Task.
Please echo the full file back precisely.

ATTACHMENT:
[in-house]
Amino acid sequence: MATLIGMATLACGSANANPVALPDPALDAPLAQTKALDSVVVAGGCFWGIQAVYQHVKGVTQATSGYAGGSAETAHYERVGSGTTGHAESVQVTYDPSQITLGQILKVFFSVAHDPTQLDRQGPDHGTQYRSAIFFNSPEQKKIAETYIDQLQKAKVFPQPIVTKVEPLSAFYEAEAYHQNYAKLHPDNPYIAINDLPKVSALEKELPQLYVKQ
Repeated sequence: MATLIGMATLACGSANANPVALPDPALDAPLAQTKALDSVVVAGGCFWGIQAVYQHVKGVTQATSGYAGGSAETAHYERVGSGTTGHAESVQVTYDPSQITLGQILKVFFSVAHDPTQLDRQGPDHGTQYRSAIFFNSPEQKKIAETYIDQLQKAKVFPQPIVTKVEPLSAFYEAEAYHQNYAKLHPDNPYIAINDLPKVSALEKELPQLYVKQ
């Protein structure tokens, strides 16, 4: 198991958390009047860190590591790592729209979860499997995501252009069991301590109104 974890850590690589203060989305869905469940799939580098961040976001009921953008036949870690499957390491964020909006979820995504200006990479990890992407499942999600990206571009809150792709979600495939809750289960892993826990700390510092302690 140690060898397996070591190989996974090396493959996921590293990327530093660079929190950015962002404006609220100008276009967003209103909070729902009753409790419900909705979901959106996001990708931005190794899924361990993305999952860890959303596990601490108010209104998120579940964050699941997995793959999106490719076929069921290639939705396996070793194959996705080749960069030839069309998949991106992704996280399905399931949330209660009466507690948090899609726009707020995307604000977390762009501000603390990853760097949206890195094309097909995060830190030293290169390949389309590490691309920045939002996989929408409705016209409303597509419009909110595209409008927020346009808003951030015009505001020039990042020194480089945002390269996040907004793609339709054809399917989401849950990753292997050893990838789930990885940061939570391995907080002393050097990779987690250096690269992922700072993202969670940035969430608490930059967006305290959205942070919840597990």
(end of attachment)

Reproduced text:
[in-house]
Amino acid sequence: MATLIGMATLACGSANANPVALPDPALDAPLAQTKALDSVVVAGGCFWGIQAVYQHVKGVTQATSGYAGGSAETAHYERVGSGTTGHAESVQVTYDPSQITLGQILKVFFSVAHDPTQLDRQGPDHGTQYRSAIFFNSPEQKKIAETYIDQLQKAKVFPQPIVTKVEPLSAFYEAEAYHQNYAKLHPDNPYIAINDLPKVSALEKELPQLYVKQ
Repeated sequence: MATLIGMATLACGSANANPVALPDPALDAPLAQTKALDSVVVAGGCFWGIQAVYQHVKGVTQATSGYAGGSAETAHYERVGSGTTGHAESVQVTYDPSQITLGQILKVFFSVAHDPTQLDRQGPDHGTQYRSAIFFNSPEQKKIAETYIDQLQKAKVFPQPIVTKVEPLSAFYEAEAYHQNYAKLHPDNPYIAINDLPKVSALEKELPQLYVKQ
């Protein structure tokens, strides 16, 4: 198991958390009047860190590591790592729209979860499997995501252009069991301590109104 974890850590690589203060989305869905469940799939580098961040976001009921953008036949870690499957390491964020909006979820995504200006990479990890992407499942999600990206571009809150792709979600495939809750289960892993826990700390510092302690 140690060898397996070591190989996974090396493959996921590293990327530093660079929190950015962002404006609220100008276009967003209103909070729902009753409790419900909705979901959106996001990708931005190794899924361990993305999952860890959303596990601490108010209104998120579940964050699941997995793959999106490719076929069921290639939705396996070793194959996705080749960069030839069309998949991106992704996280399905399931949330209660009466507690948090899609726009707020995307604000977390762009501000603390990853760097949206890195094309097909995060830190030293290169390949389309590490691309920045939002996989929408409705016209409303597509419009909110595209409008927020346009808003951030015009505001020039990042020194480089945002390269996040907004793609339709054809399917989401849950990753292997050893990838789930990885940061939570391995907080002393050097990779987690250096690269992922700072993202969670940035969430608490930059967006305290959205942070919840597990």